16 Apr How ENERGY STAR EVSE Can Help Utilities Manage Electric Vehicle Demand
BY GABE DUARTE, D+R INTERNATIONAL
The electric vehicle (EV) revolution continues to make headlines as sales forecasts are revised upwards. Bloomberg’s latest forecast shows EV sales increasing from a record 1.1 million worldwide in 2017, to 11 million in 2025, and then surging to 30 million in 2030. Utilities will need to prepare for the grid impact of so many EVs on the road. One opportunity is for utilities to leverage the new ENERGY STAR specification for electric vehicle supply equipment (EVSE) to promote EV chargers that minimize energy waste and support connectivity to home energy management systems.
For utilities, the time to begin preparing for wide scale EV adoption is now. According to the Rocky Mountain Institute’s (RMI) recent report, 10-30 million additional EVs on the road could add over 11,000 GWh of new load to the U.S. power grid. Fleetcarma estimates that a typical EV will use 261 kWh monthly, increasing the household demand for electricity in the U.S. by 25 to 40%. Such big hikes in electricity demand can affect the stability and efficiency of the grid if utilities can’t plan for it. The Sacramento Municipality District Utility has to replace about 17% of its transformers because of the damage caused by the EV overload.
Many utilities are looking into time-varying rate programs to minimize peak demand and encourage off-peak charging. They should also consider creating incentive programs for ENERGY STAR certified EVSE. The ENERGY STAR specification covers both type of AC EV chargers – Level 1 and Level 2. Level 1 chargers use a 120 V wall outlet and provide 2-5 miles of range per hour of charging time, while Level 2 chargers require a 208 or 240 V wall outlet and provide 10-60 miles of range per hour of charging time. EPA may also expand the scope of the ENERGY STAR program to include DC fast chargers, which can deliver 50 kW or more and charge a battery to 80% in 20 minutes.
Why promote ENERGY STAR certified EVSE?
Charging infrastructure can be prohibitively expensive for many potential EV customers, and as EVs transition from the “early adopter” phase to mass market adoption, affordable charging infrastructure will be needed to ensure that everyone can take advantage of the benefits of electric transportation. In California, the cost of Level 2 home charger equipment and installation is together about $1,400 on average, depending on a home’s age, other loads, and circuit capacity. In commercial settings, the cost of installing a Level 2 charger is approximately $6,000. Rebates and incentive programs for homeowners and businesses to install efficient EVSE infrastructure are a relatively cost-effective way to help satisfy increasing charging needs over the next decade.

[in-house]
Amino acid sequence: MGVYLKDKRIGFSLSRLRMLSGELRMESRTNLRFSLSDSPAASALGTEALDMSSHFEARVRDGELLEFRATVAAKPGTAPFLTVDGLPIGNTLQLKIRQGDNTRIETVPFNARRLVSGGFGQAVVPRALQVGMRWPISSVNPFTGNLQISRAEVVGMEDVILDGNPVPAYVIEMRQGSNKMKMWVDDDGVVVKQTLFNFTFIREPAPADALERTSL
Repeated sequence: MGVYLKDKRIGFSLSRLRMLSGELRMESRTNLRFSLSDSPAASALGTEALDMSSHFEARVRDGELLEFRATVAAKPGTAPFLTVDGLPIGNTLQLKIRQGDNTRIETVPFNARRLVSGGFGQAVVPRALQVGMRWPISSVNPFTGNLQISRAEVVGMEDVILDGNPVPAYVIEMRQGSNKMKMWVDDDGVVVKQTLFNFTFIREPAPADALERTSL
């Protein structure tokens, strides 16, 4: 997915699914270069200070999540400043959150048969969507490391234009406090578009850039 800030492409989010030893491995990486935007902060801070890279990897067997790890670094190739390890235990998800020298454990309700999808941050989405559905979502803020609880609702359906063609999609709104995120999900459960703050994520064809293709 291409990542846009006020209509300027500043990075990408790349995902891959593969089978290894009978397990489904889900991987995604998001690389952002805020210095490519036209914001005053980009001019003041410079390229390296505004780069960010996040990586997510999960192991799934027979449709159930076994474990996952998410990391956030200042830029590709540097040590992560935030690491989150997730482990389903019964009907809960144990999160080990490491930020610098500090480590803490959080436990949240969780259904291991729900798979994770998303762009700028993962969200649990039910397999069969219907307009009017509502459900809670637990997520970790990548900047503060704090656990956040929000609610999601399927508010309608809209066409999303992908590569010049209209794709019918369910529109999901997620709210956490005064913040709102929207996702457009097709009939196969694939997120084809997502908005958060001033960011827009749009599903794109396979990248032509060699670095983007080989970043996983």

The ENERGY STAR program gives utilities a clear benchmark for programs. More than 90% of U.S. households recognize the ENERGY STAR label, and the program’s third-party certification and verification reinforces confidence among consumers. ENERGY STAR EVSE models use 40% less standby energy than non-ENERGY STAR models. This adds up to a lot of lifetime energy savings when one considers that EV chargers are in standby mode for 85% or more of the lifetime of the charger. In fact, according to EPA, if all Level 1 and Level 2 EVSE sold in the United States met ENERGY STAR requirements by 2026, the savings in energy costs would grow to more than $17 million, and more than 280 million pounds of greenhouse gas emissions would be prevented.
Connected functionality is an optional, but important, feature for ENERGY STAR EVSE. The models with this feature are capable of integrating into demand response programs. Consumers, builders, policy makers, and utilities can find ENERGY STAR certified EVSE with connected functionality by using the ENERGY STAR Product Finder Tool and filtering for “Connected Functionality Capable” products. In addition, all ENERGY STAR certified EVSE must meet electrical safety requirements. This is an important feature since many retailers currently sell products with no electrical safety certifications.
For these reasons, the California Energy Commission (CEC), through its California Electric Vehicle Infrastructure Project, recently announced that all equipment qualifying for funding must be ENERGY STAR certified. Likewise, the Regional Technical Forum (RTF) in the northwest is currently considering an energy efficiency measure specifying ENERGY STAR certified Level 2 chargers. Localities and utilities looking to prepare for an EV future should strongly consider following suit.
Gabe Duarte is a Senior Associate at D+R International, where he conducts market research on EVs and works with utilities on EV program implementation and strategy. Since 1996, D+R has worked with the federal government and its private-sector partners to make the ENERGY STAR logo the national symbol for energy efficiency. Today, D+R supports the ENERGY STAR programs for appliances, lighting, water heaters, windows, doors, and skylights, and EVSE.